Ms Dorcas Apoore, a 23-year old final year student of the University of Development Studies (UDS), has been selected as the European Commission’s young leader to participate in the European Development Days (EDD) event in Brussels, Belgium.
By her selection, Ms Apoore becomes one of the 16 young people from across the world, who would attend the Young Leaders Programme of the EDD 2018 Event.
The European Commission earlier invited young people from around the world to play an active role in this year’s EDD, of which Ms Apoore was selected alongside the 15 others from the more than 283 young people from 82 countries who applied.
The participants are Taffan Ako, from Sweden, Shwetal Shah, India, Esther Nakajjigo, Uganda, Hope Jeremiah Offor and Olaolusa Abagun, Nigeria, Diwa Samad, Afghanistan, Ernesto Hernandez, El Salvador, and Grace Banda, Malawi.
The rest are Phonsina Archane, the Republic of Congo, Natalie Tingo, Kenya, Lais Rocha Leao, Brazil, Salma Abdallah, Sudan, Shah Rafayat Chowdhury, Bangladesh; Bushra Dabbagh, Syria, and Farhad Wajdi, Afghanistan.
The 16 candidates were chosen for their active engagement in social projects in their home countries with the aim of implementing the UN’s Sustainable Development Goals, share exceptional skills, expertise and passion to contribute to the debate on sustainable development for all, and a strong commitment to gender equality.
They are extraordinary young people aged 21-26 who represent the powerful impact that youth are having on development.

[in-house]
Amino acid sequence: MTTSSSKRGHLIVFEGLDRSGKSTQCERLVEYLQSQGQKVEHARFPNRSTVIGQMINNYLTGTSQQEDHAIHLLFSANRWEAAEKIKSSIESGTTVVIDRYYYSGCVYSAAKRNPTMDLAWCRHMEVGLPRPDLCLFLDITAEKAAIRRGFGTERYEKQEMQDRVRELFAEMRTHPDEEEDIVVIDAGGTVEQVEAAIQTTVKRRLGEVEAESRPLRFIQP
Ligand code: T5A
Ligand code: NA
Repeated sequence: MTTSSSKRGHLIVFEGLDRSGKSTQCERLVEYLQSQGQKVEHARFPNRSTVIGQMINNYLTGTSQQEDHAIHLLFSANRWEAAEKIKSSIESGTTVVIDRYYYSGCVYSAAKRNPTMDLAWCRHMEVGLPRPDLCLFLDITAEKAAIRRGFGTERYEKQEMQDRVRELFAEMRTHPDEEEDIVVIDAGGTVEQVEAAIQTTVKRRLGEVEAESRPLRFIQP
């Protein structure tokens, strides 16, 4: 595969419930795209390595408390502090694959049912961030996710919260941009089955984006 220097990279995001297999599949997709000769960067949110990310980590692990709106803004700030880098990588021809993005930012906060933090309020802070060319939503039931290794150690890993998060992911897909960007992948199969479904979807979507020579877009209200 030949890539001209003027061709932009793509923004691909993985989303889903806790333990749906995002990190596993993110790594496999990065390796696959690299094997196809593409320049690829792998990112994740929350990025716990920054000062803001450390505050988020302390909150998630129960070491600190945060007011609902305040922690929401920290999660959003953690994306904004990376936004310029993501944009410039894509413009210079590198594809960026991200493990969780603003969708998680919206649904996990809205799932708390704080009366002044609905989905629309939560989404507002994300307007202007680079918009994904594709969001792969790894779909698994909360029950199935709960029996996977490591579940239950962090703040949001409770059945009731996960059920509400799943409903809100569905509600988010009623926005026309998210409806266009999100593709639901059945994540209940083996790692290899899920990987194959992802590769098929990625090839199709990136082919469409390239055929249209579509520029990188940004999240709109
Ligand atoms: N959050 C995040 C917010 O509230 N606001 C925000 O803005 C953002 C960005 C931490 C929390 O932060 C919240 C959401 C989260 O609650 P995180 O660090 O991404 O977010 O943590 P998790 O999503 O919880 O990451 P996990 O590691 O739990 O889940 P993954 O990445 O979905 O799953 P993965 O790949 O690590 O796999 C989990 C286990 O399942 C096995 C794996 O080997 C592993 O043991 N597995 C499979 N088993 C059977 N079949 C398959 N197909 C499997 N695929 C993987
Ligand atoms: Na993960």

The Young Leaders Programme consist of a 10-day visit to Brussels, where they would meet EU experts, stakeholders and play a leading role in the EDD Programme, which would include speaking in various sessions alongside global leaders.
The Young Leaders Programme encourages young people from around the world to share their views on the themes of this year’s European Development Days event, which include gender equality and the empowerment of women and girls.
Mr Neven Mimica, the European Commissioner for International Cooperation and Development, had explained that the Programme was to encourage young people to contribute to debates on international development by sharing their ideas.
He said: “More than half of the world’s population today are under the age of 30 and so it was not enough to work on building a better future for the younger generation without them.
“We need to build it with them, give them the stage they need to put their brilliant ideas into practice. I look forward to meeting these inspiring young people during this year’s EDD.”
Ms Apoore, who is a MasterCard at Camfed Ghana Scholar, offering Bachelor of Science in Development Planning at UDS, has established a Non-Governmental Organisation called Advocacy for Social Inclusion and Girls Education (ASIGE-Ghana) in the Bongo District of the Upper East Region, through which she had educated 2,000 in and out of school adolescents on their reproductive health rights.
She had also put nine school dropouts back to school at the junior and senior high school levels, sponsoring their education with part of the scholarship grants she was receiving from Camfed.
She had, in partnership with other international NGOs, had distributed washable sanitary pads for 50 girls within the Bongo District where poverty was rife and many girls stayed out of school when in their menses.
Ms Apoore had also engaged over 200 women in the District in basket weaving, which are mostly exported.
While in Brussels, Ms Apoore would lead a-high panel discussions on Women and Girls and the Economy, speak at a Lab Debate on how digital pathway leads to inclusive education and Women Empowerment, as well as be a panellist on Women Entrepreneurship.
She told the GNA that the offer would grant her the opportunity to network, forge new partnerships with investors and donors to contribute her quota to help Ghana attain the SDGs.